Recent Posts

Does Your Business Have A Flood Plan?

9/20/2022 (Permalink)

flooded board room Despite the prevalence of floods, most businesses remain unprepared.

Business Have Unique Flood Preparedness Needs

A flood emergency preparedness plan will be quite different for a construction zone than an office building or industrial facility. Each site and industry suffers unique risks. Industry-specific resources are essential to planning success, as is staff training. A well-informed staff can prevent confusion and added risks to employees and property in the event of disaster.

The Most Basic Flood Evacuation Plan Should Include:

  • The capacity for quick response.
    With personnel in-charge of monitoring man-made possibilities, and an NOAA Weather Radio or other news resource for natural events.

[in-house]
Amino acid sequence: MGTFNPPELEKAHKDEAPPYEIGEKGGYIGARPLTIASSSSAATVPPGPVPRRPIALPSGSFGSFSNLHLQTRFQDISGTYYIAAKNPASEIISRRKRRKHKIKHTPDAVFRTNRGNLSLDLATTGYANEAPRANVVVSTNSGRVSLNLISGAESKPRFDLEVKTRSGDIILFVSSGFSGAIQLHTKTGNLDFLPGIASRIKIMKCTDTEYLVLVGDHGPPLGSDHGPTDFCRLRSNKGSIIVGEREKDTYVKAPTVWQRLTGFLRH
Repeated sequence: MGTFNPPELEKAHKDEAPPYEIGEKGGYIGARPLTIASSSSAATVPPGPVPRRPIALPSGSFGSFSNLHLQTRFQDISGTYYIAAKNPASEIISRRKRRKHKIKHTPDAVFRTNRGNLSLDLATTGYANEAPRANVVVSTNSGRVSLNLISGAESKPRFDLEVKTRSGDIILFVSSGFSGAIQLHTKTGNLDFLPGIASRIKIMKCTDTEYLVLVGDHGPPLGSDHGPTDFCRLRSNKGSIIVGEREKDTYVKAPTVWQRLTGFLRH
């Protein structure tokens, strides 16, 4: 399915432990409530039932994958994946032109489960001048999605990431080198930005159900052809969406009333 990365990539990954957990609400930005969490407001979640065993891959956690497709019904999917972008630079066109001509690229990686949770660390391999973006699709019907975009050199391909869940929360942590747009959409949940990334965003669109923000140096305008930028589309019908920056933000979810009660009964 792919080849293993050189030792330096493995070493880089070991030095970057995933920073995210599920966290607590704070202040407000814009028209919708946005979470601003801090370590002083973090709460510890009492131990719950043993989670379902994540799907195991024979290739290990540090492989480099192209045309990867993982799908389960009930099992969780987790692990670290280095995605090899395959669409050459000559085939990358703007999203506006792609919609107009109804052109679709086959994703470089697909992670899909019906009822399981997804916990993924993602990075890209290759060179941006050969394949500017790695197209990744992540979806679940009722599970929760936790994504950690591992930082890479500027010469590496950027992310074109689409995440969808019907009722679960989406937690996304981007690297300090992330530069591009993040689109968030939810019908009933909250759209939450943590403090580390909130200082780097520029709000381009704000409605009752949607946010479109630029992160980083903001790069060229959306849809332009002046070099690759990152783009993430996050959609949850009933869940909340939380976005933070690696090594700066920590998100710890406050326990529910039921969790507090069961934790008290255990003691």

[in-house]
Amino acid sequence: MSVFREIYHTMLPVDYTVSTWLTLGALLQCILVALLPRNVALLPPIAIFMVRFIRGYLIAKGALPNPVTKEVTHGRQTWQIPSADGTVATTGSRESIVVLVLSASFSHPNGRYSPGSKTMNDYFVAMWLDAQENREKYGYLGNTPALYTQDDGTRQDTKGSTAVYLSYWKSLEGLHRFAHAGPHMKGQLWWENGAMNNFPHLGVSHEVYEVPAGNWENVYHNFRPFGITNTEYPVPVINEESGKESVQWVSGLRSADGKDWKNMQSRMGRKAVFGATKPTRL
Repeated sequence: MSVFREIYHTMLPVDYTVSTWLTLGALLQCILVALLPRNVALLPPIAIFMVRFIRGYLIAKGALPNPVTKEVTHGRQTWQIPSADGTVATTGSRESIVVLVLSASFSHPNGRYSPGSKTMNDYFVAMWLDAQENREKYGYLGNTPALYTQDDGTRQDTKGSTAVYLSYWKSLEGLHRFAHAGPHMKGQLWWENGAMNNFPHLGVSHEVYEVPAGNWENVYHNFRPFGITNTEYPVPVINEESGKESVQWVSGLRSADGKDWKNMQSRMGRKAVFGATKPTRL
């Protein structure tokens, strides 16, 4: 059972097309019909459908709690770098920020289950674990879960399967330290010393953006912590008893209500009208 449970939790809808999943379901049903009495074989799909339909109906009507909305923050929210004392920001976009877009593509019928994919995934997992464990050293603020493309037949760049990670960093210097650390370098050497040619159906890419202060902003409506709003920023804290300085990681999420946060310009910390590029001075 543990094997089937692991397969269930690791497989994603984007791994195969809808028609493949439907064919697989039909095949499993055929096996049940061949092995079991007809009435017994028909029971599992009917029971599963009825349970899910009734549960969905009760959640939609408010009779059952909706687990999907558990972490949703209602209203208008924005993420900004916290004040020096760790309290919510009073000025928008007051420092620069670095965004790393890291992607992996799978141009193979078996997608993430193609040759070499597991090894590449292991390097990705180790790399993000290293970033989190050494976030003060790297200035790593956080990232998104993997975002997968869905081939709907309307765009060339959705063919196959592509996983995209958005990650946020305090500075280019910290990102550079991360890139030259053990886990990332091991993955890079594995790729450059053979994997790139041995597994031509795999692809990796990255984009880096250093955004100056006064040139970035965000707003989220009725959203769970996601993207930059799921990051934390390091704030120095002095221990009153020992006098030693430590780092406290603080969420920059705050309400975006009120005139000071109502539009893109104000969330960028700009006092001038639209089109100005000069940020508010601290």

• A basic disaster supply kit.
    This includes emergency and medical supplies, as well as enough food and water to last at least 72 hours. Preparedness training at work should likewise instruct employees on preparing their own mobile kit, for preparation to shelter-in-place for 24 hours in the event of emergency. 
  • Plan development and training.
    All employees should know what to do in an emergency, including disaster-specific evacuation and emergency response procedures. Assign specific employees (and backup personnel) to key tasks, such as emergency shut-down of equipment and power sources, and performing a roll-call. Exercises and drills to cement skills and uncover potential issues should be regularly performed, and flood and other emergency action plans reviewed and updated regularly. Clearly post and provide employees with paper copies of plans.